Drake Clears His Throat With DJ Khaled, and 10 More New Songs

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Every Friday, pop critics for The New York Times weigh in on the week’s most notable new songs and videos. Just want the music? Listen to the Playlist on Spotify here (or find our profile: nytimes). Like what you hear? Let us know at [email protected] and sign up for our Louder newsletter, a once-a-week blast of our pop music coverage.

A pair of Drake afterthoughts that flaunt his two sides, or perhaps his two cooperative-competitive instincts. “Greece,” with its digitally sweetened vocals (halfway to Nav territory) and a faint echo of “Dreams Money Can Buy,” feels more like a notion than a fully formed song, an ambiguous experiment in texture. “Popstar” is a string of ruminative tough talk, with syllables running together so tightly they begin to take on a percussive quality. Drake has fellow Canadians on his mind: “Don’t even usually get this big without a Bieber face”; “If we talking joints, it’s just me and David Foster.” When he raps like this, with a stream of boastfulness, it’s often an ego-clearing amuse bouche for a more ambitious release to follow. JON CARAMANICA

This casually jolting version of “Vanishing” is from “The Live Debut — 1990,” a new-to-streaming recording of an early Mariah Carey live performance that captures her voice in its full, pure, almost unfathomable luster. CARAMANICA

Tiwa Savage’s “Dangerous Love” glides along on a slyly understated Afrobeats groove: little clave-like taps above the barest hint of a kick drum, leaving plenty of room for wisps of guitar and here-and-gone backup vocals. “I’m deep in love with you,” Savage sings, but she sounds almost nonchalant about it, confident in the song’s cool seductiveness. Meanwhile, the video, co-directed by Savage, hints that Nigeria is not immune to impossible digitized beauty standards. JON PARELES

Deadpan and hilarious, Baby Queen is the singer and songwriter Bella Latham, who grew up in South Africa and now lives in London. “Buzzkill” moves from depressive rapping — “I’m disillusioned by the world and I am living in apathy” — to a perfectly harmonized power-pop chorus mocking all her misery: “Just shut up, you’re bringing me down.” She sees both sides, and she knows pop is on the side of optimistic escape, even if she’s not. PARELES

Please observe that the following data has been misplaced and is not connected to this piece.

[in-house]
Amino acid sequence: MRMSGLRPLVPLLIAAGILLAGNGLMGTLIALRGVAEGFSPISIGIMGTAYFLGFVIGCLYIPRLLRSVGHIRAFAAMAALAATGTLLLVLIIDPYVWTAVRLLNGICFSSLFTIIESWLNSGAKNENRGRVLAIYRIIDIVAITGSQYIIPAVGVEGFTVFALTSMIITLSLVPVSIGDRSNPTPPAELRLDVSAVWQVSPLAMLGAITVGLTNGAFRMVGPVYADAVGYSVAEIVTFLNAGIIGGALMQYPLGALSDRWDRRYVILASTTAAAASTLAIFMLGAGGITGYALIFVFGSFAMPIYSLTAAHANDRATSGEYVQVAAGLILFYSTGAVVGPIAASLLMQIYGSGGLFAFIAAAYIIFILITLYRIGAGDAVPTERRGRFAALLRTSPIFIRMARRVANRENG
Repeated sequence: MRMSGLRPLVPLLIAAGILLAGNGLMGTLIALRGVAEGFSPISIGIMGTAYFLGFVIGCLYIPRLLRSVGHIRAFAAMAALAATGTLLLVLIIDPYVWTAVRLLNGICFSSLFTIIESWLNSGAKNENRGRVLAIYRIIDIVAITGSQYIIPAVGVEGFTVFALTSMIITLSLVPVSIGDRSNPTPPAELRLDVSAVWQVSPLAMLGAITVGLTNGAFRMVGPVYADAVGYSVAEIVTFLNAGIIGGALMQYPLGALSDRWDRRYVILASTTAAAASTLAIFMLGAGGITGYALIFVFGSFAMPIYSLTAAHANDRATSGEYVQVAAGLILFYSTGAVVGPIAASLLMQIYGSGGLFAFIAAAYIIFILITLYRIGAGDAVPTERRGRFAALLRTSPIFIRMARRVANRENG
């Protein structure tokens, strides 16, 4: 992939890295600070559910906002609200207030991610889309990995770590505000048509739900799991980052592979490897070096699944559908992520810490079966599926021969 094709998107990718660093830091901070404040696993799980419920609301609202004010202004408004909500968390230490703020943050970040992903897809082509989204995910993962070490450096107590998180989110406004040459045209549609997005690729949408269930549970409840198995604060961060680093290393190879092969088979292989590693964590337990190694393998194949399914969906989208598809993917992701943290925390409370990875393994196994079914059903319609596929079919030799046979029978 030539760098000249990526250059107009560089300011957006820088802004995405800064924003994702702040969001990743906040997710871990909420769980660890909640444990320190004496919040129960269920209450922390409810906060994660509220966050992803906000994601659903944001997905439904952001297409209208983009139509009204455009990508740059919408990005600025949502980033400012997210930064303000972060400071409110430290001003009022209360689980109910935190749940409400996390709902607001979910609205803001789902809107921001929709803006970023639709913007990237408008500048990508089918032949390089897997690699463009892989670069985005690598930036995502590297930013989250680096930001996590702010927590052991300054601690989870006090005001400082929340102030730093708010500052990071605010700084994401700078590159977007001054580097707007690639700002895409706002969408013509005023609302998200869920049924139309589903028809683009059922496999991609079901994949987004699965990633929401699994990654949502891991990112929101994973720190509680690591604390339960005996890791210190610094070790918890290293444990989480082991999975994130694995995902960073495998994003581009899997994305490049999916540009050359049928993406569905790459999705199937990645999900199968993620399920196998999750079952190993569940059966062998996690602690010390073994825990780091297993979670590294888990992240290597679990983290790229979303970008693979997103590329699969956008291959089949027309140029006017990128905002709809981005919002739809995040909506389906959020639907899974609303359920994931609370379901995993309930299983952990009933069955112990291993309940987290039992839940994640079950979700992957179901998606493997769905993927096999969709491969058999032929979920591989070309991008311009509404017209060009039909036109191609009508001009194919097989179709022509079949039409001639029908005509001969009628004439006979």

Gordon Koang grew up along the Nile in what is now South Sudan. He is from the Nuer people, South Sudan’s second-largest ethnic group, and after making 10 albums in Africa he sought asylum in Australia, where he now lives. “South Sudan” has a brisk, modal groove that’s driven by the staccato twang of his thom, a five-stringed harp, tangled with the piano counterpoint of his Australian collaborators. Its zigzagging melody seems to expand further with each verse. PARELES

Don’t expect a Calle 13 reunion anytime soon. Eduardo Cabra graphically and bloodily kills off Visitante, his alias as the producer of the Puerto Rican beyond-reggaeton duo, in the video for “La Cabra Jala Pal Monte.” The music is hard rock with guitars riding a triplet beat that harks back to Latin American rhythms. His last name, Cabra, also means “goat” in Spanish, so the wordplay of his rap is dense, but he’s found a definitive — and musical — way to announce that his next project will be billed as Cabra. PARELES

Standing on the Corner is a loosely configured group that’s explicit about its goals — liberation in all forms, but especially from the straitjackets of race and capital — and just as clear about its source material. “G-E-T-O-U-T!! The Ghetto” nods to the poetry of Gil Scott-Heron, African-American spirituals, early New York hip-hop, British jungle. And the video, directed by Carlos de Jesus, is a short film as much as a music video: part David Lynch, part Stan Douglas, part community-access television. It stretches for nine minutes, but the musicians shift directions so often, the performance can feel like it took place in a time-collapser. Which only contributes to the desired effect: Images and music come in like a transmission from a different place, inviting you to listen differently. GIOVANNI RUSSONELLO

Shamir summons grand psychedelic drones — electric guitar haloed by sustained strings — and a stately beat for “I Wonder.” In his piercing high register, he sings suitably cosmic tidings: “I’ll be the earth with the disease/And you the human inside of me,” he promises. “And I wonder if you’ll be the death of me.” PARELES

Maybe the initial plan was to make a breezy summer single about romantic bliss, purring along on a cushy, retro electric-piano vamp, feeling “good to be alive” with a companion “here by my side.” But this is, as the title says, “Summer 2020,” when “strange is getting stranger” and Jhené Aiko has to “try to make my way through pain and anger.” In this moment, the soothing summer single is a contradictory mirage. PARELES

StaySolidRocky’s “Party Girl” is one of the year’s sneakiest, sweetest pop songs, showing the rapper to be both melodically deft and also lyrically imaginative. On “Soft Aggression” — the final song on his debut EP, “Fallin’” — he pushes even further on both fronts, all in an intriguingly wobbly singing style, with flickers of broken SoundCloud soul and also the blues. CARAMANICA

The tenor saxophonist and jazz eminence Jimmy Heath, who died in January at 93, always improvised in a way that marked him as a composer: clear, deliberate, lyrical. Each carefully contoured phrase replied to what came before, and cleared the path for what was next. That’s on display throughout “Love Letter,” a posthumous new album, and the first of Heath’s career devoted entirely to ballads. On Mal Waldron’s “Left Alone,” he teams up with the vocalist Cecile McLorin Salvant, whose own thoughtful phrasing neatly complements Heath’s. RUSSONELLO



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